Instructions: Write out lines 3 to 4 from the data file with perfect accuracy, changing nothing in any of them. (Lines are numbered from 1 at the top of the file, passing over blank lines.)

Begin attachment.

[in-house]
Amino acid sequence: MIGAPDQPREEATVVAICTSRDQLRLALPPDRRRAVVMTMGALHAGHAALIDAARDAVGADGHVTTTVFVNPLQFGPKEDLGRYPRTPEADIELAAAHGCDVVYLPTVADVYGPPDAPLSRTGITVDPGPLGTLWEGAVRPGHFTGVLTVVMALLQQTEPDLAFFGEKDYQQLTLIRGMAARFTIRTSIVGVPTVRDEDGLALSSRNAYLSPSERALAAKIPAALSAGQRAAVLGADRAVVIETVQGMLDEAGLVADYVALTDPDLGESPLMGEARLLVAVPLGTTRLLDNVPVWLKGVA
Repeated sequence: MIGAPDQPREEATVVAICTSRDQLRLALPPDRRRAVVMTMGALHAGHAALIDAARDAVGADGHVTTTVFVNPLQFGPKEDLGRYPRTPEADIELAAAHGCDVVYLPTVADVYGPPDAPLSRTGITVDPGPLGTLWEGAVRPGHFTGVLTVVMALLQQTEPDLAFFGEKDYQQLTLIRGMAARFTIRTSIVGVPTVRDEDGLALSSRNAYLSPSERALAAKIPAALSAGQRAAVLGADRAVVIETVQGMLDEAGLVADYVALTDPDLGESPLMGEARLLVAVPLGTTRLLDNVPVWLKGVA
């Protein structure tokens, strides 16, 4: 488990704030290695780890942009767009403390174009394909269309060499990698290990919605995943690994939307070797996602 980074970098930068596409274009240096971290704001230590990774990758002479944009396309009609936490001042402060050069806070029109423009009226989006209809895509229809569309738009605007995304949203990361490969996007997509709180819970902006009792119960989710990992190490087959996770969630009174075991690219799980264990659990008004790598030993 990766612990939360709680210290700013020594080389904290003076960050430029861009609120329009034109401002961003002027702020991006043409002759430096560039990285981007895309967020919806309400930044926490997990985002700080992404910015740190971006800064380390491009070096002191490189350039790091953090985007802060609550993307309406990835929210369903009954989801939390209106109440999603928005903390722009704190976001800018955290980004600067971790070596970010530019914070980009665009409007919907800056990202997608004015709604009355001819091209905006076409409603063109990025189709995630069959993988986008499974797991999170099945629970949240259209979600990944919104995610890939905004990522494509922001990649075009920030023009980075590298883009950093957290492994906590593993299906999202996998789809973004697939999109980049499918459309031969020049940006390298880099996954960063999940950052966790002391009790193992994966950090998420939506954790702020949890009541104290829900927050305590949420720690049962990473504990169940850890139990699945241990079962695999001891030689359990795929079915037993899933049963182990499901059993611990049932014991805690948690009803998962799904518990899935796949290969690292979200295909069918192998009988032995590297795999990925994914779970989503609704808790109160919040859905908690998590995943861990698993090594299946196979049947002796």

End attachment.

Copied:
Repeated sequence: MIGAPDQPREEATVVAICTSRDQLRLALPPDRRRAVVMTMGALHAGHAALIDAARDAVGADGHVTTTVFVNPLQFGPKEDLGRYPRTPEADIELAAAHGCDVVYLPTVADVYGPPDAPLSRTGITVDPGPLGTLWEGAVRPGHFTGVLTVVMALLQQTEPDLAFFGEKDYQQLTLIRGMAARFTIRTSIVGVPTVRDEDGLALSSRNAYLSPSERALAAKIPAALSAGQRAAVLGADRAVVIETVQGMLDEAGLVADYVALTDPDLGESPLMGEARLLVAVPLGTTRLLDNVPVWLKGVA
């Protein structure tokens, strides 16, 4: 488990704030290695780890942009767009403390174009394909269309060499990698290990919605995943690994939307070797996602 980074970098930068596409274009240096971290704001230590990774990758002479944009396309009609936490001042402060050069806070029109423009009226989006209809895509229809569309738009605007995304949203990361490969996007997509709180819970902006009792119960989710990992190490087959996770969630009174075991690219799980264990659990008004790598030993 990766612990939360709680210290700013020594080389904290003076960050430029861009609120329009034109401002961003002027702020991006043409002759430096560039990285981007895309967020919806309400930044926490997990985002700080992404910015740190971006800064380390491009070096002191490189350039790091953090985007802060609550993307309406990835929210369903009954989801939390209106109440999603928005903390722009704190976001800018955290980004600067971790070596970010530019914070980009665009409007919907800056990202997608004015709604009355001819091209905006076409409603063109990025189709995630069959993988986008499974797991999170099945629970949240259209979600990944919104995610890939905004990522494509922001990649075009920030023009980075590298883009950093957290492994906590593993299906999202996998789809973004697939999109980049499918459309031969020049940006390298880099996954960063999940950052966790002391009790193992994966950090998420939506954790702020949890009541104290829900927050305590949420720690049962990473504990169940850890139990699945241990079962695999001891030689359990795929079915037993899933049963182990499901059993611990049932014991805690948690009803998962799904518990899935796949290969690292979200295909069918192998009988032995590297795999990925994914779970989503609704808790109160919040859905908690998590995943861990698993090594299946196979049947002796």